This article about Paul McCartney's life at age 67 described the Washington Coliseum, the site of the Beatles' first U.S. concert, as "long-gone." The building, in Northeast Washington, is still standing, though it is no longer used as a concert venue.
Paul Farhi Interviews Former Beatle Paul McCartney on Past and Future Music
Thursday, July 30, 2009
NEW YORK Paul McCartney likes to get out of the Beatle bubble he's lived in since he was 21 and just be a regular bloke. So he does. No disguises, no bodyguards. Just Paul.
Sometimes he goes bowling. Or does the grocery shopping. Or goes to movies with his girlfriend and gets shushed by strangers for talking too much. A couple of years ago, he recalls, he found himself on a New York City bus ("Luckily, I had the right change"). Or rather, New Yorkers found him on the bus.
Everyone stared as the famous passenger took his seat, but no one said a word. Finally, someone -- "it was the African American lady" -- spoke up. " 'Hey!' " McCartney imitates, his voice rising, his delight at the memory evident. " 'Is you Paul McCartney?' "
" 'Yeah, I am!' " Sir Paul answered. "I'm in their face. I don't shrink away. No point. I'm from Liverpool, you've just got to get with it.
"So I said, 'Look, honey. Don't shout across the bus. Come and sit here!' "
The woman accepted the offer and the unlikely couple had a merry chat for several more blocks. And then the world's most celebrated songwriter reached his stop and melted into midtown Manhattan.
McCartney will play in front of 60,000-plus people at FedEx Field on Saturday, the third stop on his summer mini-tour and a milestone of sorts (the concert comes 45 years after the Beatles made their American concert debut in Washington, at the long-gone Coliseum). He'll be surrounded by the usual rock-god trappings and airtight security. But he says he savors encounters like the one on the bus because they remind him of who he was and where he came from before he and a few of his friends got together and revolutionized popular music.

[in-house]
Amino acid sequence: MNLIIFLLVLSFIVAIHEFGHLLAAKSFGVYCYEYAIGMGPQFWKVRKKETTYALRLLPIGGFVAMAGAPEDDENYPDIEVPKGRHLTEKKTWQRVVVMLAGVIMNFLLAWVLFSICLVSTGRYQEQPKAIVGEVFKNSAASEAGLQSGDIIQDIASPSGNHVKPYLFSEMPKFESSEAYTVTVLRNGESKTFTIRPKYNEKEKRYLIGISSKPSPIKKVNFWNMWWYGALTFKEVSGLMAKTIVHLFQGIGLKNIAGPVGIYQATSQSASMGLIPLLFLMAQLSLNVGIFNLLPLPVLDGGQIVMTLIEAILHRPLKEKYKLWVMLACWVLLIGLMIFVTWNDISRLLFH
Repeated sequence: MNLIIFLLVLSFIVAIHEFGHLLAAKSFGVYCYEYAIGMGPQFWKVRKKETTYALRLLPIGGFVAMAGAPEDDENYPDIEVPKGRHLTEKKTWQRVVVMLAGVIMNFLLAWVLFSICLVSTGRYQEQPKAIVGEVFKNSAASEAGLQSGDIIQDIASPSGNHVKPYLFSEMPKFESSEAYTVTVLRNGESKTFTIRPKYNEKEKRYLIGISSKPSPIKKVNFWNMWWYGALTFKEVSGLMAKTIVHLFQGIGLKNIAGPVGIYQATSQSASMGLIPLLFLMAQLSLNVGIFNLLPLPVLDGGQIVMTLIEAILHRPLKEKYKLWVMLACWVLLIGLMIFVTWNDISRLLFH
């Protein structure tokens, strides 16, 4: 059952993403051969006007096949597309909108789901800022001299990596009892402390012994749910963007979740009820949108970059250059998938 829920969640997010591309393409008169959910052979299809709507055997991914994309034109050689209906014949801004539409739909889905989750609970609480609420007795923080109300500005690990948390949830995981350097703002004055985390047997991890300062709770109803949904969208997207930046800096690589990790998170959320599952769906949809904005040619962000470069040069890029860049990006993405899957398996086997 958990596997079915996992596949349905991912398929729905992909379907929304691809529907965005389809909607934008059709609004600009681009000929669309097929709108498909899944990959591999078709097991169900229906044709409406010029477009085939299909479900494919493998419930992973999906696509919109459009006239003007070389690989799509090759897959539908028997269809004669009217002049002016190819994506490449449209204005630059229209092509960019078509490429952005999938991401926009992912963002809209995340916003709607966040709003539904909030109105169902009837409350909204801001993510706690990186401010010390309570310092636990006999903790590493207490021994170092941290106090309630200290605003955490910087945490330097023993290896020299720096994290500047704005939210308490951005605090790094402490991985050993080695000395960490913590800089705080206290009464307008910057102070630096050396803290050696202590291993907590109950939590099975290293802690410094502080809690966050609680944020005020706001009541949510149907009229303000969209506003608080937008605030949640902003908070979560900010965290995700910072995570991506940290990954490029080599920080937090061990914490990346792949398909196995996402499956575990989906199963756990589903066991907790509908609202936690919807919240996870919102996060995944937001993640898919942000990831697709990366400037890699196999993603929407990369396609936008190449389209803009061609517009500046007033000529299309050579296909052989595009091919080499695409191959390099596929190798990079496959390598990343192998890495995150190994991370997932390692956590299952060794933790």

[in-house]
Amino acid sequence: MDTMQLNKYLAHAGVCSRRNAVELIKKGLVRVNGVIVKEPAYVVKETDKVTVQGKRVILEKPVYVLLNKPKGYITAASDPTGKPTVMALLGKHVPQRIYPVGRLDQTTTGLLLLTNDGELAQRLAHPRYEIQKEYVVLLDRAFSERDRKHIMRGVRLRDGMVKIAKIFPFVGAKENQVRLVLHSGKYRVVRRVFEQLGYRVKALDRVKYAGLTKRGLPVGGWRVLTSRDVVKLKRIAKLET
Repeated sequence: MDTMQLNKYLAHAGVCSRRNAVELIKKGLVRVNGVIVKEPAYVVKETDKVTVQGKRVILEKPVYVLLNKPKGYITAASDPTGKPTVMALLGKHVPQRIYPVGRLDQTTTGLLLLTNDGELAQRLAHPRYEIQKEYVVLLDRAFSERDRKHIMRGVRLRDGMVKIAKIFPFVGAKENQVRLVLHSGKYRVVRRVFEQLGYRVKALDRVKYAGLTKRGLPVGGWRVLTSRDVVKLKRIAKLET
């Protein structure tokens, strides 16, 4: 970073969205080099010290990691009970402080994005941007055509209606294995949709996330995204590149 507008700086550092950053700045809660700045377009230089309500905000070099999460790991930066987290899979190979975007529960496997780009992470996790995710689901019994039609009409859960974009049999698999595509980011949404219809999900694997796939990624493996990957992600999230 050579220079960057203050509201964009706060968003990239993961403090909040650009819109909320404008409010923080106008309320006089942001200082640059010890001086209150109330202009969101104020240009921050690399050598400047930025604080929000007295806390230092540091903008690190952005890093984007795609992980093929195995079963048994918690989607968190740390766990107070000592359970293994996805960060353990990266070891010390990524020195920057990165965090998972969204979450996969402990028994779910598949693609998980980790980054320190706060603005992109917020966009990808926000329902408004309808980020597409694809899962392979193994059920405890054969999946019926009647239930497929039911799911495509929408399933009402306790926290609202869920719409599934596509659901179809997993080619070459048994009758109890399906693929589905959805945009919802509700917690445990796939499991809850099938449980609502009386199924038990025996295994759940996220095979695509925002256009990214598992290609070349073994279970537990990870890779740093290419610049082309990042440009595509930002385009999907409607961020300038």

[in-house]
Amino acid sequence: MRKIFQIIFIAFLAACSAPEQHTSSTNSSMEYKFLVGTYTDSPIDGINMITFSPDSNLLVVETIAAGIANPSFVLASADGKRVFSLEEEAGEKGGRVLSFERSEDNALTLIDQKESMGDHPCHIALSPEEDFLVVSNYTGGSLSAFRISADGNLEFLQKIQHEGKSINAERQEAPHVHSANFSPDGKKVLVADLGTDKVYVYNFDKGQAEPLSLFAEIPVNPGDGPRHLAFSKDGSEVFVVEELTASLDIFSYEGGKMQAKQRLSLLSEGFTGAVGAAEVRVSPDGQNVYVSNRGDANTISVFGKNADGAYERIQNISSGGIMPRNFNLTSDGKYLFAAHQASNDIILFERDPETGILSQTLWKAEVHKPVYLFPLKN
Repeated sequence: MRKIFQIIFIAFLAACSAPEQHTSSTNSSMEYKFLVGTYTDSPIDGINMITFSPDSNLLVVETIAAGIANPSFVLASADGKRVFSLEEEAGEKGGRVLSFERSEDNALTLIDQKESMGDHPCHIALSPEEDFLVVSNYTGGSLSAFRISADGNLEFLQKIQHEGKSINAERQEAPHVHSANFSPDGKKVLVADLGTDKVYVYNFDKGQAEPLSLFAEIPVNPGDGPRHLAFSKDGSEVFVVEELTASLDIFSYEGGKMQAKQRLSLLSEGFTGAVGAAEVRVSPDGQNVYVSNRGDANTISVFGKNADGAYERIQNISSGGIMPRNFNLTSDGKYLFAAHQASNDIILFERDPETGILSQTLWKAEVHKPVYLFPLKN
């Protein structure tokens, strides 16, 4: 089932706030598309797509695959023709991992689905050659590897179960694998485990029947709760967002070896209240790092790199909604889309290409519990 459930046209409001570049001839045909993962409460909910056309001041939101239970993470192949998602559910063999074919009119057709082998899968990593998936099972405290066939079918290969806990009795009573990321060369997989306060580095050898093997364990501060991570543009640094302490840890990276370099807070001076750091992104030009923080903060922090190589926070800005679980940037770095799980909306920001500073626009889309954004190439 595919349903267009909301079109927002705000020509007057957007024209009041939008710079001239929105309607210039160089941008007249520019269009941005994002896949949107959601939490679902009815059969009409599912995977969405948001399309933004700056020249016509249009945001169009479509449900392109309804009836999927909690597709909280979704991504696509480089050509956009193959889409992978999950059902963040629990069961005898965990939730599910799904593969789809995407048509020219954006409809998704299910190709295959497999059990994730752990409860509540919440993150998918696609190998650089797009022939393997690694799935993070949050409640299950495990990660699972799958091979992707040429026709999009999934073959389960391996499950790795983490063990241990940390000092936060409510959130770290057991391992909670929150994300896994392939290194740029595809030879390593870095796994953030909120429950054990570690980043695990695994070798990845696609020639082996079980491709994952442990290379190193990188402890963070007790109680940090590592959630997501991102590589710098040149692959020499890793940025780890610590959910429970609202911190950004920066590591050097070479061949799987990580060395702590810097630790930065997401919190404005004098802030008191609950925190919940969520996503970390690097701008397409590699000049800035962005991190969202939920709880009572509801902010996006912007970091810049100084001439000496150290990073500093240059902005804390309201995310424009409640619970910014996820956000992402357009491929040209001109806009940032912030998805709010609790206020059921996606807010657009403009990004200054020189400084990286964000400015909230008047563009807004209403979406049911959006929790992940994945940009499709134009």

"It grounds you, you know," McCartney says. "It's a balance thing. I'm just one of the people on the bus. I'm the famous one, but I'm behaving normally. . . . Really, it's important."
McCartney is telling this story a few hours before taking the stage for a sold-out show at Citi Field, the gleaming new home of the New York Mets. He's in his sound-check casual duds this afternoon -- basic white shirt with tiny dots tucked beltless into dad jeans, set off by some comfy black sneakers. He's ensconced in the ballpark's visitor's clubhouse, which has been retrofitted for its royal guest. McCartney's inner sanctum is all drapey curtains and plush couches, with low lighting and some kind of incense burning on the coffee table. "All right if I chomp?" asks McCartney, a vegetarian since the 1970s, as he stuffs a snack of grapes and almonds in his mouth.
For an official senior citizen -- impossibly, he's now 67 -- McCartney looks remarkably youthful. He's slim, almost slight, and truth be told, could even stand a few more pounds. The famously cherubic face is fleshier and lined just enough to remind you that McCartney isn't 21 anymore. The tousled hair is a flat brown. This is reassuring; who wants a Beatle, particularly the doe-eyed, ever-boyish Paul, to seem old or even to age at all?
The even better news is that McCartney's voice remains as strong and supple as it was in his youth, even in this, his 50th year of performing. Critics generally applauded the vocals and writing on his last album, "Electric Arguments," released last year under his Fireman alter ego. But McCartney is a revelation in concert. He plays straight through for about 2 1/2 hours each night, offering more than 30 tunes from his vast catalog. The set list ranges from such sweetly sung classics as "Blackbird" and the inevitable "Yesterday" to the frantic, voice-shredding chestnut "I'm Down." (On this day, even his sound check is a mini-concert, featuring a dozen or more songs, including a lovely version of "Midnight Special.")
McCartney's show also has several nods to souls departed; "My Love" is dedicated to his late wife Linda, "Give Peace a Chance" goes out to John Lennon, and "Something" is sung in honor of its creator, George Harrison. A nice touch: McCartney plays the latter song on a ukulele that Harrison gave him.